Note: This comment system was replaced with Disqus in May 2010.
Thursday, November 1, 2007 at 10:50:16 mdt
The ultimate irony is that extra-terrestrial destinations require 100% exploitation for us to survive. Should people go to Mars, they will not only have to exploit very available natural resource, but fully manifest their need to transform the environment to sustain human life. "Conserving" a hostile, probably lifeless environment would be like harvesting only a few apples from a tree full of ripe, juicy fruit. Dr Robert Zubrin's book "The Case for Mars" claims Man actually has all the technology we need to begin the terraforming process now, and in such a way that would create planetary chance in less than a century.
The Beck quote is so spot-on regarding environmentalism. Instead of objectively assessing the sustainability of particular resources on Earth and suggesting that perhaps it will be necessary to leave in a few hundred years, these nuts want to crush the effort before it's even begun.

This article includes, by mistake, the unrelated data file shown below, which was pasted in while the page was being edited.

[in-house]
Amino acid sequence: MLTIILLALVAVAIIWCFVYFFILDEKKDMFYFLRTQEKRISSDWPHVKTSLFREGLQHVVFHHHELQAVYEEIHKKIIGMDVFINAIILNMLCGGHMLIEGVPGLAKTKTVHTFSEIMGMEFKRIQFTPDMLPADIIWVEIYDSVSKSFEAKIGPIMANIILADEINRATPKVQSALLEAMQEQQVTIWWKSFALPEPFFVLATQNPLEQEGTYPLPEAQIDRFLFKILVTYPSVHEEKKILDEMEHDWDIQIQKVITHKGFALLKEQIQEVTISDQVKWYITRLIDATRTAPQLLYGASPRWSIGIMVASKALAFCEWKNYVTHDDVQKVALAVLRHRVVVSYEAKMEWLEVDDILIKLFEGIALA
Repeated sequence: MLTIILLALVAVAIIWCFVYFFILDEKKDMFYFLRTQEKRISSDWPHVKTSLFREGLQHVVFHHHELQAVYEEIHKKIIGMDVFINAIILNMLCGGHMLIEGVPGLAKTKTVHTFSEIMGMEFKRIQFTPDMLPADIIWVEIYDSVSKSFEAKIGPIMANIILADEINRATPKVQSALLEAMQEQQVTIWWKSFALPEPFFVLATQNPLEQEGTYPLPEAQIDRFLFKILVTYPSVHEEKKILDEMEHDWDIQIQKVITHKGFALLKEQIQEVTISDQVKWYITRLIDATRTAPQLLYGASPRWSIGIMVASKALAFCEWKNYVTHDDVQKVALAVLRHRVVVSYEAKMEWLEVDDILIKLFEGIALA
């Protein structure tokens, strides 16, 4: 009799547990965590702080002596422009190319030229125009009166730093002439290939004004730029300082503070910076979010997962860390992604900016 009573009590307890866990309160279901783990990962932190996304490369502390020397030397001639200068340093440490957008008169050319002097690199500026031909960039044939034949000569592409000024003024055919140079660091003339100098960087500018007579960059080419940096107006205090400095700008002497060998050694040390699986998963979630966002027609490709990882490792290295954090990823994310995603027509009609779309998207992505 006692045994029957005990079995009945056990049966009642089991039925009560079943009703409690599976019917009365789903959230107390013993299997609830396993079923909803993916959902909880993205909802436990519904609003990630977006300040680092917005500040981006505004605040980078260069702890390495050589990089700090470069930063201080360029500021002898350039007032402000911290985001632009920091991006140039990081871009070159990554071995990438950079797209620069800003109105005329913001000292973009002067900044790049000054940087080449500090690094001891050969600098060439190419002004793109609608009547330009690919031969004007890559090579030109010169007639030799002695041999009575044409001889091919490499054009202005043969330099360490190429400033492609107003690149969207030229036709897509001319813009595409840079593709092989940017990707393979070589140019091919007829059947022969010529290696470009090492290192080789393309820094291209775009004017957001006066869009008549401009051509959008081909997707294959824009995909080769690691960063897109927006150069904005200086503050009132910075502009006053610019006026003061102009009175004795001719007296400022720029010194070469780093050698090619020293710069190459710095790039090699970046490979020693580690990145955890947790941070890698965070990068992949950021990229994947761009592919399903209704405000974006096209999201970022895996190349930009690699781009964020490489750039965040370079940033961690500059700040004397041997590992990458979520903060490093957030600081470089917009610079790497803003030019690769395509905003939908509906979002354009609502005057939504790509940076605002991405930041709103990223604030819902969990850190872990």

Thursday, November 1, 2007 at 11:33:03 mdt
Name: Clay Hellman
sheesh.. do you think that any average person reading this is going to see it for anything other than the irrationality that it is?
I understand how these environmentalists gull the average joe who hears them and thinks something like... "they're saying I should be more efficient which is a good thing." I would think that the average person reading this would simply roll their eyes and think to themselves that someone has been hanging out in the ivory tower too much for their own good.
Thursday, November 1, 2007 at 16:43:30 mdt
Name: Jeff Montgomery
>The other thing is that space is not an infinite resource.
Oh man, that it so utterly ridiculous. And I thought once environmentalists secured spotted owl habitat they'd stop. (not)
>natural resources are there simply to be exploited
Somebody -- stop us before we combine inert elements into new and useful shapes again! Help!
Friday, November 2, 2007 at 2:36:12 mdt